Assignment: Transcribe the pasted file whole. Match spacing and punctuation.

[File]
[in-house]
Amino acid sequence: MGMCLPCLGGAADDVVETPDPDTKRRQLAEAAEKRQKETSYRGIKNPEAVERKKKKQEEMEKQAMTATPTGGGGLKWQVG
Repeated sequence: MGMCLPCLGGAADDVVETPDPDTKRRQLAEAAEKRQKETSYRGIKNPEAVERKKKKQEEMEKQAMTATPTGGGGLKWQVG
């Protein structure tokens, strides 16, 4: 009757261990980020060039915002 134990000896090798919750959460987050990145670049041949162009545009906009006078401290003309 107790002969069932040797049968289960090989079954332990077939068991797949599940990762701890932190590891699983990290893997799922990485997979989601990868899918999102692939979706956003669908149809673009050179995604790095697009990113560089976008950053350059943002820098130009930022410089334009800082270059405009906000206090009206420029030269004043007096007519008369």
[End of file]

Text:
[in-house]
Amino acid sequence: MGMCLPCLGGAADDVVETPDPDTKRRQLAEAAEKRQKETSYRGIKNPEAVERKKKKQEEMEKQAMTATPTGGGGLKWQVG
Repeated sequence: MGMCLPCLGGAADDVVETPDPDTKRRQLAEAAEKRQKETSYRGIKNPEAVERKKKKQEEMEKQAMTATPTGGGGLKWQVG
């Protein structure tokens, strides 16, 4: 009757261990980020060039915002 134990000896090798919750959460987050990145670049041949162009545009906009006078401290003309 107790002969069932040797049968289960090989079954332990077939068991797949599940990762701890932190590891699983990290893997799922990485997979989601990868899918999102692939979706956003669908149809673009050179995604790095697009990113560089976008950053350059943002820098130009930022410089334009800082270059405009906000206090009206420029030269004043007096007519008369």